Along with poetry and mathematics, matters of philosophy and religion were treated with equal reverence, study, and proselytism. Many ancient texts became at this point translated into Greek, including the Septuagint translation of the bible, which made the story accessible to others. This is the primary Greek translation of the Old Testament, also known as the Greek Old Testament. Again, this work was done purely out of intellectual interest…to catalogue, examine, and learn from all available ancient sources.
In this sense the pagan world view had its advantages, in its ability to honestly assess other religions without offending its own dogmas, in a way that monotheism historically has not. These combined efforts to know all things in a spiritual context of understanding, united disciplines such as poetic literature and mathematics in common purpose, which we today might find unusual. They did not seem to share our quandary over the division of physical and metaphysical, or materialistic and spiritual. Astronomy and astrology were equally venerated, even if the latter was more open to interpretation, or understood to be spiritually speculative. Very seldom, if at all, in the ancient world do we see overt supplications to atheism or hard materialism. And that is despite it being a world where the gods changed with the generations, and the good ones became evil, and vice versa, and new kings invented new gods altogether.
All the studied disciplines at Alexandria, from anatomy to Platonism to topography, were interwoven in a tapestry of mutually educative striving, beneath the hierarchy of the Pharaonic society. The monarchic system itself, quite alien to us now, was also woven into this mesh as the unquestionable order, the foundational bedrock supporting the pursuit of high culture. We are reminded of these more esoteric and archaic foundations in the name Alexandria itself. For let us not forget, the city was named after the great godking Alexander, who created it, and all that followed, upon the basis of a dream-vision.
Concerning philosophy and mysticism more specifically, Alexandria nourished Neo-Pythagoreanism, Middle Platonism, Neoplatonism, Theurgy, and Gnosticism, which all flourished and were studied and transcribed by busy scholars under patronage of the Ptolemies over the centuries. In the name of these mystic and rational philosophies, and to the copying of scribes, and to the boundless ideas therein represented, we may also pay our respects to the memory of this golden classical city.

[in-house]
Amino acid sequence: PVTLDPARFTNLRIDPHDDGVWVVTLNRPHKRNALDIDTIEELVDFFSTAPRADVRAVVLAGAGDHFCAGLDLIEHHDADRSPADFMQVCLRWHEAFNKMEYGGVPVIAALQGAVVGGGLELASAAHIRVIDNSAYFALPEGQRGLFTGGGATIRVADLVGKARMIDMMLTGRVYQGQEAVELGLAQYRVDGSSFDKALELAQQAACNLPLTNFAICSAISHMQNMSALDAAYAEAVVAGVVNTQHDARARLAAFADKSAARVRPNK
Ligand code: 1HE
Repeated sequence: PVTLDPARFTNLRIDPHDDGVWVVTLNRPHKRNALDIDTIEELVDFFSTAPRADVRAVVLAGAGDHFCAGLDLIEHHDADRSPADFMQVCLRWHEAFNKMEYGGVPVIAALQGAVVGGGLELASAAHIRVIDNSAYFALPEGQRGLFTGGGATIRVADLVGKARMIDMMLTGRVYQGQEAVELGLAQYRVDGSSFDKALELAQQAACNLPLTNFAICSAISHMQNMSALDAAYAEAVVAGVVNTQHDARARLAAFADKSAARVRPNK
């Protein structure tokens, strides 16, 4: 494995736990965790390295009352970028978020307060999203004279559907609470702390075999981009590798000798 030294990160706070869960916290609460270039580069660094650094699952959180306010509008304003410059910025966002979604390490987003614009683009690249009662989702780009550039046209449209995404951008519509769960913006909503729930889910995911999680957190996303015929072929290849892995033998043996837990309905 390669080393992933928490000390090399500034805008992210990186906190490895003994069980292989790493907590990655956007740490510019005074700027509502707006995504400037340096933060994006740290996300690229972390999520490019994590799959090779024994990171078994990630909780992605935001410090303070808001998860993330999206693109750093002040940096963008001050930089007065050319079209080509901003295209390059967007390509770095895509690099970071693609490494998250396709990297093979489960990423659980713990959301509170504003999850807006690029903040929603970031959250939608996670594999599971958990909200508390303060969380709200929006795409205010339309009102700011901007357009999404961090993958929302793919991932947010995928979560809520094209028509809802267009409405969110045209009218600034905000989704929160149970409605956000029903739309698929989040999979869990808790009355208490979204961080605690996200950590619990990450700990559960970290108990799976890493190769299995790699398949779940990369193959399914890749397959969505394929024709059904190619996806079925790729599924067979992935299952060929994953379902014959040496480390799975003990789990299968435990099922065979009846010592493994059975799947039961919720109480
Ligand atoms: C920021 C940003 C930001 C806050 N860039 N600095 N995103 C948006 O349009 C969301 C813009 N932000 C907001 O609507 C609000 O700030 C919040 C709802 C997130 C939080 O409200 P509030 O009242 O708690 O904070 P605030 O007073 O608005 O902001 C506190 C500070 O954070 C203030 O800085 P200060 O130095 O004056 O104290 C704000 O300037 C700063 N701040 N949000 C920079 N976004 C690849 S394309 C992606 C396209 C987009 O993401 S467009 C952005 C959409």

Abstractly speaking, the library, acting as a storehouse of philosophy, religions, history, and science, secured beyond its finite physical existence its sacred purpose: the dissemination and preservation of knowledge across distance and time. Many manuscripts that were ancient in Ptolemy’s day survive down to us thanks to the care of the various scholars that visited and lived in Alexandria. In this way the historic reverberations of the library issue about recorded history like ripples upon the surface of water—reaching ever outward.
The decline and fall of this institution was synonymous with that of the Ptolemies themselves. The precise cause of destruction is lost to time amid conflicting reports, and is often a controversial subject, beginning with the rise of Rome in that region.
Roman interest in Egypt was typically due to the reliable delivery of grain to the city of Rome. To this end the Roman administration made no essential change to the Ptolemaic system of government, however they were in all but name subjugated before the powerful new empire. The Romans, like the Ptolemies, respected and protected Egyptian religion and customs, although the cult of the Roman state and of the Emperor was gradually introduced. The great library was at least in part burned accidentally by Julius Caesar in 48 BC. But there are accounts of its existence by notable visitors who accessed its resources around 20 BC. However, overall, it dwindled during the roman period, and suffered from a lack of funding after the Ptolemaic dynasty ended with the death of Cleopatra.
Around 270 AD the library may have been destroyed further in a rebellion. By 400 AD paganism was outlawed and the Serapeum was demolished by Christians under orders from pope Theophilus of Alexandria. However, it may not have housed many books at that time, and was primarily a meeting place for Neo-Platonist philosophers following Iamblichus. In 616 AD the Persians conquered, and this was followed in the same century by Arab conquest, and whatever remained then of the library was finally destroyed for good in their sacking of the city by the order of Caliph Omar.
Whatever had remained of the collection at that point was no doubt finally lost. But as all things have a finite material existence, so do they also contain within them a portion which belongs to the infinite.
That virtuous intellectual Platonic Form, which the library of Alexandria was in imitation of, lives on eternally.
Which is the true posterity of the Ptolemaic project: namely the accumulation of ancient texts, the widespread theorizing and practice of new knowledge based on them, and the respectful patronage for thinking as a vocation. These virtuous ideas did not die out, but seeded future incarnations.
The Eternal City was Written by Brendan Heard, Author of the Decline and Fall of Western Art